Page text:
dleske at uvic.ca
Fri Sep 11 05:35:47 CEST 2009
On Thu, Sep 10, 2009 at 05:27:47PM -0700, Jannis Pohlmann wrote:
> Developing a desktop environment is a bit of a tightrope walk. Some
> people are very happy with just a panel and a desktop menu (like those
> Fluxboxers). Others prefer to have a lot of hardware and
> online services features directly integrated into the desktop
> environment. And then there are people who still think that the UNIX
> way of using different tools for different things is a good idea.
I probably lean towards the first group, and I am definitely covered by
the last. I fiddled with Fluxbox a bit but Xfce for me has the nicest
balance, in the interface, of leanness and ease-of-use. For the most
part (nearly without exception) it works the way I want it to work.
In fact, anytime there's something that doesn't work the way I want it
to work, it's fixed in the next upgrade. The menu system is the first
example of it going the other way for me.
And the Unix thing you mentioned is exactly what I go off about to
people when I tell them about Xfce, using the example I mentioned
earlier about my task management prog working with the generic monitor
and the task manager.
> So, I think of Xfce as a more traditional environment because we
> clearly don't have the manpower to follow most of todays trends. For
> instance, I kinda doubt that we'll in the near future jump on that
> "revolutionize the desktop" train GNOME is riding on with things like
> gnome-shell, zeitgeist, wizbit and others.
I should probably explore Gnome again--I haven't lately. But everytime
I walk into a coworker's office they've got 700 bits of eye-candy on
their screen and it's like looking at a game show all day. But they
like it, just like I like Xfce.
It's a luxury to have the choice.
> You can still auto-generate custom menus from a simpler representation.
> It's just not as easy as it was before. The things that need to be
> generated are:
> 1) a .menu XML file
> 2) one .directory file per root and sub menu
> 3) one .desktop file for each menu item
> Neither of these are really complicated. The .menu file just defines
> the hierarchy of menus, where to look for .directory and .desktop
> files and which categories or items to include in which menu.
You're probably right, and I don't really have a choice about it, and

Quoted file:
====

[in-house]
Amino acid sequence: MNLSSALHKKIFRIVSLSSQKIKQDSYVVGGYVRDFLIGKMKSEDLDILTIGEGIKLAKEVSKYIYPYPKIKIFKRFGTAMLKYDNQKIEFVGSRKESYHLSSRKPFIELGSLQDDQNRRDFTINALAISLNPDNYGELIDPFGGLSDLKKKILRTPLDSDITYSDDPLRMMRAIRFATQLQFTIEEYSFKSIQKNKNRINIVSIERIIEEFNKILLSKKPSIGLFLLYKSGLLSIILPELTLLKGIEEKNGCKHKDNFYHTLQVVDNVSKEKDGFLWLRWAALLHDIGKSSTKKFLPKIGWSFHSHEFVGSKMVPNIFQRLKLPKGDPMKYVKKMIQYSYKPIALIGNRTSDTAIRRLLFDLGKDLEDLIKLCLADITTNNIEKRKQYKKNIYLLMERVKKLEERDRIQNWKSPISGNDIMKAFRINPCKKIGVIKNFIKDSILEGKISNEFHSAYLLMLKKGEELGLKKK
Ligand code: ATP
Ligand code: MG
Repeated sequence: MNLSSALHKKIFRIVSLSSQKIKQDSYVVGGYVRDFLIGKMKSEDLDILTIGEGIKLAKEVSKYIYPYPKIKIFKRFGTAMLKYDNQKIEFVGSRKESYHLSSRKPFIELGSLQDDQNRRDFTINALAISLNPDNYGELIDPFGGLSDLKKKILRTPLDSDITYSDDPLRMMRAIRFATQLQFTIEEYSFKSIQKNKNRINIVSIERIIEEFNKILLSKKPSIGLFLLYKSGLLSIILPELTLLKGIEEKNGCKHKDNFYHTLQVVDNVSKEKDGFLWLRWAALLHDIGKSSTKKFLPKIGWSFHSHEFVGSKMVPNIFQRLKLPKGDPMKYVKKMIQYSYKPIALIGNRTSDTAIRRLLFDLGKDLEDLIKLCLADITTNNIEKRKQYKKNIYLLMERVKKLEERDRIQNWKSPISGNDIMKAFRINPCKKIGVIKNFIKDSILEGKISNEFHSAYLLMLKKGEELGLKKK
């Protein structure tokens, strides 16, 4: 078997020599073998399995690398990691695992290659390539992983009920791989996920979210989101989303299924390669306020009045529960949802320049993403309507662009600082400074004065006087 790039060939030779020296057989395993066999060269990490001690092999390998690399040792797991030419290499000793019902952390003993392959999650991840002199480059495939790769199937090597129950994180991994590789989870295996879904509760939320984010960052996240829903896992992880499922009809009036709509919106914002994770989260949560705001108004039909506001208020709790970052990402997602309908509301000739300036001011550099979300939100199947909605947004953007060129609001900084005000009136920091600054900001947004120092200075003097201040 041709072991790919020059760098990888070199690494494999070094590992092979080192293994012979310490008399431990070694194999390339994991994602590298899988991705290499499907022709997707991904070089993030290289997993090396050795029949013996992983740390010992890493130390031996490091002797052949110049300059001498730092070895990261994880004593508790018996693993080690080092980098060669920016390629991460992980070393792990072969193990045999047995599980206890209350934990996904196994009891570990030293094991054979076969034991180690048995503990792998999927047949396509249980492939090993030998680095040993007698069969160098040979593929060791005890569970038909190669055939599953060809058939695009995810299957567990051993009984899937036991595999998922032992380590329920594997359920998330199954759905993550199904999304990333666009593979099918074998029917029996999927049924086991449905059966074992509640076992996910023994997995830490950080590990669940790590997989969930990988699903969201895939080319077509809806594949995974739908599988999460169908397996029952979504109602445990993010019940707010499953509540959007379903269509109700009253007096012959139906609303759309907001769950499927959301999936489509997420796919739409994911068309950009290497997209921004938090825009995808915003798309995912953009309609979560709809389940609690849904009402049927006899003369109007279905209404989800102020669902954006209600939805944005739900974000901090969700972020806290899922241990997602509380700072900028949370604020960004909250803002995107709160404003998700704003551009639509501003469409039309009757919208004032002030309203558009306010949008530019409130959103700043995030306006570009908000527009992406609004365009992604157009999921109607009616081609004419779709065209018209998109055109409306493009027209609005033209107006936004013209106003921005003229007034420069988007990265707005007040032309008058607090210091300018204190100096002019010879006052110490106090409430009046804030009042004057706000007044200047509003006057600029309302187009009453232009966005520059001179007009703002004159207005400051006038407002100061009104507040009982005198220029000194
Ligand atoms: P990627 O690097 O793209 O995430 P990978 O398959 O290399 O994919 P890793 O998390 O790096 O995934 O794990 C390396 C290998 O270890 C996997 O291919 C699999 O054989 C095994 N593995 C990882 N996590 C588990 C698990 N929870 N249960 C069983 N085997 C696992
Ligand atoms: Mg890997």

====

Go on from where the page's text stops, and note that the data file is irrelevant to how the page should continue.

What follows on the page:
with what you said earlier about the compliancy with freedesktop.org
giving us more tools in 4.8 is something I didn't realise. I probably
won't use them much, but that's clearly a win. I recall seeing some
confusion with the old system and people asking for editing tools, and
this will give the community a whole set of tools.
> > However, in the recent archives for this list I read one question
> > where somebody asked, "would it be possible to have the option to use
> > the old-style XML menus" and that was dismissed summarily. Do you
> > think it's doable? If the ramp-up wasn't huge, I might look into
> > contributing a patch for this. If it allowed both menuing systems,
> > that would, at least to me, seem ideal.
> No, that's unlikely to happen. But if someone thinks it's worth it, he
> can always write a separate menu plugin for supporting the old format.
> That of course doesn't bring the old format back in the desktop menu
> but it's something at least.
Sorry, I wasn't asking if you, or anyone else, would be willing to
support both systems. My question to you was, as architect (if I
understand correctly) of the current menuing system, and presumably the
one who ripped the old one out, if it is architecturally feasible for
the two to co-exist, and whether that would be a lot of work--for me to
decide on your response whether it would be realistic for me to look at
that. I'd certainly be stoked to contribute that if I could, if people
would find it useful. And it would be nice to have the option of
But given what you've said about 4.8, it seems like the effort would be
better spent writing an XSLT to convert my (and others', ideally) old
menus to the new format, or some similar thing.
> We simply don't have the manpower to maintain the same thing twice. And
> it doesn't make much sense either.
I don't know enough about the menuing subsystem to understand this
statement fully, but I really just meant "leave the old one in" as well.
All new development goes to the new menuing system, but Xfce still
recognises the old one and can generate the menu or a submenu based on
that. So I was wondering if that was possible, and again, I wasn't
asking you to do it.
Thanks for the discussion. It has been informative and I think I'll be
sticking with Xfce for a while!
Drew Leske, Senior Systems Administrator | dleske at uvic.ca
Unix Services Team, University Systems | 250-472-5055 (office)
University of Victoria | 250-588-4311 (cel)
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